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Division of Apprenticeship Standards — Educators

Apprenticeship Fills the Gap

  • 1.5 million new California job openings will be generated during the 2014-2016 period. 789,500 are expected to be new jobs coming from industry growth and 800,900 jobs due to replacement needs.1
  • By 2020 only 24 percent of California's jobs require a bachelor's degree or higher.2
  • Labor market experts predict that 75 percent of new jobs will require a high level of technical literacy and that’s what apprenticeship offers.

Apprenticeship is not just a job-it’s a career opportunity

What is apprenticeship?

  • Apprenticeship is a system of learning while earning, and “learning by doing.”
  • It combines training on the job with related and supplemental instruction at school. 
  • The apprenticeship training system is unique in that its basic foundation is a partnership between industry, education and government.
  • Classes may count toward a college degree.

What kinds of opportunities are there for apprentices?

  • There are more than 1,000 apprenticeable occupations in the United States, and over 700 apprenticeable occupations active in California.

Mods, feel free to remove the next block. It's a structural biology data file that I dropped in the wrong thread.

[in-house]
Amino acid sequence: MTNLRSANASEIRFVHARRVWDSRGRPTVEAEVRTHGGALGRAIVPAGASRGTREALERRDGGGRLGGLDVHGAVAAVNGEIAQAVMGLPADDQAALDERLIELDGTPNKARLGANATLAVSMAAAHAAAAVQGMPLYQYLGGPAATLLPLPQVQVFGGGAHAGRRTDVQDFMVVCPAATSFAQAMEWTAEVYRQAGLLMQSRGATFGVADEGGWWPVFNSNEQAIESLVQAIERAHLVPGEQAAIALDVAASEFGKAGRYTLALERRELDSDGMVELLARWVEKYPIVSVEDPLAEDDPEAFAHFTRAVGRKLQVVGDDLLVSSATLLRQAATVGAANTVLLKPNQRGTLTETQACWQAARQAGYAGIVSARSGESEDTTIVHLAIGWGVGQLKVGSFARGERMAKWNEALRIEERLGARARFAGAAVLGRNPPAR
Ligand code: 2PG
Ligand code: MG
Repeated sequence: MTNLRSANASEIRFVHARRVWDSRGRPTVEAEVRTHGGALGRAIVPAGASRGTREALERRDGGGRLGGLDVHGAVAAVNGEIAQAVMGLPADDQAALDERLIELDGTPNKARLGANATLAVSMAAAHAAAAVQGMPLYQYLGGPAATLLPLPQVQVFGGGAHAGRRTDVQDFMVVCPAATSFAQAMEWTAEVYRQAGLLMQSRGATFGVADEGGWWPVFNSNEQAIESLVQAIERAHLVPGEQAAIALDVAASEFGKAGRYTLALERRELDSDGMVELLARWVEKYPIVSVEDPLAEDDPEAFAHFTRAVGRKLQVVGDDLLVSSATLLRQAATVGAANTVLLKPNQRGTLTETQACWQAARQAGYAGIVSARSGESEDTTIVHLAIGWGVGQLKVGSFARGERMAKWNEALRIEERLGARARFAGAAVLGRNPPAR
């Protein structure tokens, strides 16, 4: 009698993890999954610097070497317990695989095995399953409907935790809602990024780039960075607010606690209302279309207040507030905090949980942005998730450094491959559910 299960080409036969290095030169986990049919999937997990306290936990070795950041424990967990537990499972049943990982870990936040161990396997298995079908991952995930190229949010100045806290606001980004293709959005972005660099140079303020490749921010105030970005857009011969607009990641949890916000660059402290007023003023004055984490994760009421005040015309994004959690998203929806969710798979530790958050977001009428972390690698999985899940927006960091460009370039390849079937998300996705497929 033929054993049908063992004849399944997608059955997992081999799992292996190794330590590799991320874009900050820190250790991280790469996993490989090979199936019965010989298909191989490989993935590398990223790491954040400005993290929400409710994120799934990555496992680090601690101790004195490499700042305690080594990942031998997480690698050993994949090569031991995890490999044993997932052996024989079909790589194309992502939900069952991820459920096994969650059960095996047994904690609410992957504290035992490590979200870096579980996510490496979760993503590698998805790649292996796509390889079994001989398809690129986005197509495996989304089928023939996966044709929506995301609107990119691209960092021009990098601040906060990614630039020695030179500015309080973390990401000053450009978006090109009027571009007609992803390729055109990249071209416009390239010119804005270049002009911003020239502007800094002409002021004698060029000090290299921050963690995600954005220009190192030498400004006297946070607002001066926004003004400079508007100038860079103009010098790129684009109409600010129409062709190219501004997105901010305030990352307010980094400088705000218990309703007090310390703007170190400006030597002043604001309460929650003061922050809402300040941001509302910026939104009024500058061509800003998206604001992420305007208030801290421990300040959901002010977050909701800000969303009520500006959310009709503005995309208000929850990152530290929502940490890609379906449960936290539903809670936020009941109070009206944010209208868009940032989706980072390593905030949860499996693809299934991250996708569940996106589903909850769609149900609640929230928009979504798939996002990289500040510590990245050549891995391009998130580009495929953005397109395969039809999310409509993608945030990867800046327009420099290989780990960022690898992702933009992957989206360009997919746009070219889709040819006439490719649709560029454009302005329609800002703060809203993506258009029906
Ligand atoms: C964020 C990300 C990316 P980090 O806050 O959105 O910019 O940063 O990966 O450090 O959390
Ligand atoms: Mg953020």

What can schools do?

  • Increase awareness of the skilled trades in K-12 education.
  • Encourage school counselors to guide students that are likely apprenticeship candidates, to explore careers in skilled and technical trades and crafts.
  • Bring pre-apprenticeship programs and career technical education programs into the schools.
  • Ask an apprenticeship consultant to speak with school counselors and staff in the classroom and at job fairs.

Why should K-12 Schools care about apprenticeship?

  • Seventy-five percent of freshmen entering high school in California in 2007 and only 70 percent of Hispanic students and 62 percent of African American students graduated with their class in the 2010-2011 school year.3
  • Of the total freshmen, 43 percent enter community colleges or state colleges and universities. Only 16 percent receive a BA or BS degree within six years.4
  • An effectiveness assessment and cost benefit analysis conducted in 10 states found that over a career of 36 years, participants who completed a Registered Apprenticeship program had average earnings gains of nearly a quarter million dollars, increasing to $301,533 with employer benefits added. The July 2012 study released by the U.S. Department of Labor further concluded that the social benefits of apprenticeship far outweigh the costs.
  1. California Occupational Employment Projections Between 2014-2016, California Employment Development Department,
  2. Georgetown University Public Policy Institute Center on education and the Workforce State Report — Recovery: Projections of Jobs and Education Requirements through 2020.
  3. California Department of Education. (2012, June 27). State Schools, Chief Tom Torlakson Reports Climb in Graduation Rates for California Students. News Release. Sacramento, California. Retrieved from
  4. Enrollment data for first-time freshmen in Fall 2003 provided by the University of California and California State University systems

October 2015